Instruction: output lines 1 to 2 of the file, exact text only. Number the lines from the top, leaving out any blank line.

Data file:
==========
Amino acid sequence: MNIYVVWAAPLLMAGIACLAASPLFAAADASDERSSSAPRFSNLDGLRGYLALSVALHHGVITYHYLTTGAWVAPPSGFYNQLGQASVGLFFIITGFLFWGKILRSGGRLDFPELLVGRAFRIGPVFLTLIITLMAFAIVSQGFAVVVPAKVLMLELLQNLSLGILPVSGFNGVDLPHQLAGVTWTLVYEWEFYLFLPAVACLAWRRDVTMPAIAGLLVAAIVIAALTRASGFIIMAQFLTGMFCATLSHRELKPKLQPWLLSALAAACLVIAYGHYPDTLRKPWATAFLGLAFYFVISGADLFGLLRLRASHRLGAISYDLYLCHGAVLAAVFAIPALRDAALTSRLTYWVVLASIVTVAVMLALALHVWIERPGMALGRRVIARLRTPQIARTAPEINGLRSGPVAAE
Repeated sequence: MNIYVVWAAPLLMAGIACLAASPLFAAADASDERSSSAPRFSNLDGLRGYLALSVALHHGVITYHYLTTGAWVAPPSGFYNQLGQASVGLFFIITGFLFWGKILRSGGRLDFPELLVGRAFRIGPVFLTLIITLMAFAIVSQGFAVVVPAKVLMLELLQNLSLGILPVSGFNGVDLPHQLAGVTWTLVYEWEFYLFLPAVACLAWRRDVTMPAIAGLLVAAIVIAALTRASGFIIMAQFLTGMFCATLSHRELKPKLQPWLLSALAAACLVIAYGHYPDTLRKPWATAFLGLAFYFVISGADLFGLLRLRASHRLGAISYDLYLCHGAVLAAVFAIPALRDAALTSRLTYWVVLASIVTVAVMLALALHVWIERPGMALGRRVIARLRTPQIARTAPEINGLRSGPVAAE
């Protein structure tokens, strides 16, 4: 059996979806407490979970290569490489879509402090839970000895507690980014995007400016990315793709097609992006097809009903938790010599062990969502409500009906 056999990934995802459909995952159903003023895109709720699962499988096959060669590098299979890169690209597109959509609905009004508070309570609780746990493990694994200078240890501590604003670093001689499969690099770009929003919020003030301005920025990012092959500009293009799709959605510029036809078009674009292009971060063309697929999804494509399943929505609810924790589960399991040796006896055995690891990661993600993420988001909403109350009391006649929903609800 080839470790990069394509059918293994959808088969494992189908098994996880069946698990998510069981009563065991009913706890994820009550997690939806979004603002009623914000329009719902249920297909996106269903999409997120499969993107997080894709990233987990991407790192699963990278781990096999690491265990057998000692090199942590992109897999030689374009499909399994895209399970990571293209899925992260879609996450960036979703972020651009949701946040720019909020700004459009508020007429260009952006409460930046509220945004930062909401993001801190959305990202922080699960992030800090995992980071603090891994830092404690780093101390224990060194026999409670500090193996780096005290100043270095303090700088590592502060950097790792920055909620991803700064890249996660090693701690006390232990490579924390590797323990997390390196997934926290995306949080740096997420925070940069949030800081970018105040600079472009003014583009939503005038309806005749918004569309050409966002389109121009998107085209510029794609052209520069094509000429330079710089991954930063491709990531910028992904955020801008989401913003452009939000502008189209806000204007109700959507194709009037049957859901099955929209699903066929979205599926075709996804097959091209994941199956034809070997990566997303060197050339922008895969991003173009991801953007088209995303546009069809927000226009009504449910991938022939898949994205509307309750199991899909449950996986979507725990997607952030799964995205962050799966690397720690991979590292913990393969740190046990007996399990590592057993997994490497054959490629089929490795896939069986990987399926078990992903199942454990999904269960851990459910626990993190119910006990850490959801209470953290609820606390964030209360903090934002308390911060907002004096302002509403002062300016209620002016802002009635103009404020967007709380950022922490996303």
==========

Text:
Amino acid sequence: MNIYVVWAAPLLMAGIACLAASPLFAAADASDERSSSAPRFSNLDGLRGYLALSVALHHGVITYHYLTTGAWVAPPSGFYNQLGQASVGLFFIITGFLFWGKILRSGGRLDFPELLVGRAFRIGPVFLTLIITLMAFAIVSQGFAVVVPAKVLMLELLQNLSLGILPVSGFNGVDLPHQLAGVTWTLVYEWEFYLFLPAVACLAWRRDVTMPAIAGLLVAAIVIAALTRASGFIIMAQFLTGMFCATLSHRELKPKLQPWLLSALAAACLVIAYGHYPDTLRKPWATAFLGLAFYFVISGADLFGLLRLRASHRLGAISYDLYLCHGAVLAAVFAIPALRDAALTSRLTYWVVLASIVTVAVMLALALHVWIERPGMALGRRVIARLRTPQIARTAPEINGLRSGPVAAE
Repeated sequence: MNIYVVWAAPLLMAGIACLAASPLFAAADASDERSSSAPRFSNLDGLRGYLALSVALHHGVITYHYLTTGAWVAPPSGFYNQLGQASVGLFFIITGFLFWGKILRSGGRLDFPELLVGRAFRIGPVFLTLIITLMAFAIVSQGFAVVVPAKVLMLELLQNLSLGILPVSGFNGVDLPHQLAGVTWTLVYEWEFYLFLPAVACLAWRRDVTMPAIAGLLVAAIVIAALTRASGFIIMAQFLTGMFCATLSHRELKPKLQPWLLSALAAACLVIAYGHYPDTLRKPWATAFLGLAFYFVISGADLFGLLRLRASHRLGAISYDLYLCHGAVLAAVFAIPALRDAALTSRLTYWVVLASIVTVAVMLALALHVWIERPGMALGRRVIARLRTPQIARTAPEINGLRSGPVAAE